From now on, Disney theme parks will refer to the cast members working at Bibbidi Bobbidi Boutique locations to be a little more gender-inclusive. Instead of calling them "Fairy Godmothers in Training," they'll now be referred to as "Fairy Godmother's Apprentices."

These boutiques, located at Disney World's Magic Kingdom in Orlando, Florida and Disneyland's Fantasyland in Anaheim, California, offer young guests the chance to receive royal makeovers. Kids between the ages of 3 and 12 get makeovers from Fairy Godmother’s Apprentices to look like their favorite princess or another character. The Disney website advertises the services provided by "Fairy Godmother's Apprentices" for both "elegant princesses and shining knights."

Related: What I learned at Magic Kingdom

The boutiques are officially reopening on August 25 after being shut down throughout the pandemic.

According to the blog Streaming The Magic, the revised term was put in place to include cast members who don’t necessarily identify as female.

“The change makes sense,” Ian Cioffi, founder of Streaming the Magic, tells TODAY Parents. “If you don’t identify as female, why would you be called a godmother?”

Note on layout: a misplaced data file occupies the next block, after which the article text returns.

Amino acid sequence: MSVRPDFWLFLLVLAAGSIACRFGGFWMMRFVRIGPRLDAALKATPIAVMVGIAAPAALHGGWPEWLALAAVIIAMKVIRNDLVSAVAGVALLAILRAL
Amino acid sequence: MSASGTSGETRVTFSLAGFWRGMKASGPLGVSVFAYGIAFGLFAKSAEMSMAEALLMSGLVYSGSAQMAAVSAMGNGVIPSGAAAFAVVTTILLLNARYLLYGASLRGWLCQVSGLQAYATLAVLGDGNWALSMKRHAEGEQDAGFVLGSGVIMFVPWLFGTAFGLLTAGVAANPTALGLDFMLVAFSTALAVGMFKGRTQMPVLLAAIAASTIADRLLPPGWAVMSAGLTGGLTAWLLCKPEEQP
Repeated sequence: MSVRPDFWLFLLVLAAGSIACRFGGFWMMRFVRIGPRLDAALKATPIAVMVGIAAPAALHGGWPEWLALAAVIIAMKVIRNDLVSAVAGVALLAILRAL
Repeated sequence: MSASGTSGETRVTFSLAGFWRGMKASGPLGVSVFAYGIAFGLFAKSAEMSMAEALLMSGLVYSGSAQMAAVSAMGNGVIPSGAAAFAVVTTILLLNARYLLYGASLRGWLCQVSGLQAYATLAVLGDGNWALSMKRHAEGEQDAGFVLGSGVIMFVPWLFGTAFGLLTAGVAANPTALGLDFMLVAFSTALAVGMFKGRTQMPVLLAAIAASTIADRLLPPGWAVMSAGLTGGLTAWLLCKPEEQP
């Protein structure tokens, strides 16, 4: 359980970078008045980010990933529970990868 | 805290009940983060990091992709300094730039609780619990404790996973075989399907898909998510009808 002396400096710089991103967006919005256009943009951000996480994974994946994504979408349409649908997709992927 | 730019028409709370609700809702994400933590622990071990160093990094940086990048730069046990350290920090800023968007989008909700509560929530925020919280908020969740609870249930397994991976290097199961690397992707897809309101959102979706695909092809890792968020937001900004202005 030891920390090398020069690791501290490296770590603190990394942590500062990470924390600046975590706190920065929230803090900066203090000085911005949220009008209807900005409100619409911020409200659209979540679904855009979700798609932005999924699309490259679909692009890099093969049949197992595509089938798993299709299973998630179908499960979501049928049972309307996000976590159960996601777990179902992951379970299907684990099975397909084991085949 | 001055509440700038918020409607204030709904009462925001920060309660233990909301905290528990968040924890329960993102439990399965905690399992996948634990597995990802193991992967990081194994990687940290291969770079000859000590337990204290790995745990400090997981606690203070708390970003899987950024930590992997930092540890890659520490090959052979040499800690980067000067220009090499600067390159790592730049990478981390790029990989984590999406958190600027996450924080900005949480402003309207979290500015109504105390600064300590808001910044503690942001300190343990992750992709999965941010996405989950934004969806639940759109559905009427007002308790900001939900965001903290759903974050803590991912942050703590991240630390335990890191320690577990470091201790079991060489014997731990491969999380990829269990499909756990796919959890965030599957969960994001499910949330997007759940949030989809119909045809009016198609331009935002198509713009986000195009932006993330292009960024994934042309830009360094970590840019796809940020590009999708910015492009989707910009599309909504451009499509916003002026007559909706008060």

The new phrasing makes it clear that these "apprentices" work for the Fairy Godmother but don't necessarily have to be future fairy godmothers themselves. It's not a drastic change to the title, but it's enough of a switch to make more people feel more included. It's hard to argue with that.

Related: I’m raising girls who are ‘includers’ instead of ‘mean girls’

Last year, Disney made recent policy changes to be more inclusive. Josh D’Amaro, Chairman of Disney Parks, Experiences and Products, wrote in a 2021 blog post that there would be some changes to staff policy that allowed “gender-inclusive hairstyles, jewelry, nail styles, and costume choices” along with allowing visible tattoos.

"Inclusion is essential to our culture and leads us forward as we continue to realize our rich legacy of engaging storytelling, exceptional service, and Disney magic," he wrote.

Earlier this year, however, Disney faced backlash when chief executive Bob Chapek didn't issue a public response to the problematic Florida legislation dubbed the “don’t say gay” bill. The bill bars instruction on “sexual orientation or gender identity” in schools from kindergarten through grade 3.

Related: Students across Florida stage walkouts in protest of ‘Don’t Say Gay’ bill

Disney’s workers have been staging walkouts in protest, and shortly afterward, Chapek said he spoke with Florida Gov. Ron DeSantis "to express our disappointment and concern that if the legislation becomes law, it could be used to unfairly target gay, lesbian, non-binary and transgender kids and families."

In 2021, the welcoming phrase “Ladies and gentlemen, boys and girls" was dropped from the “Happily Ever After” fireworks show at Disney World. Now the announcer says, “Good evening, dreamers of all ages.” 

At the time, a Disney spokesperson told the Los Angeles Times, "We don’t have an official statement, but the bottom line is the greeting has changed. It’s part of a broader effort around diversity and inclusion."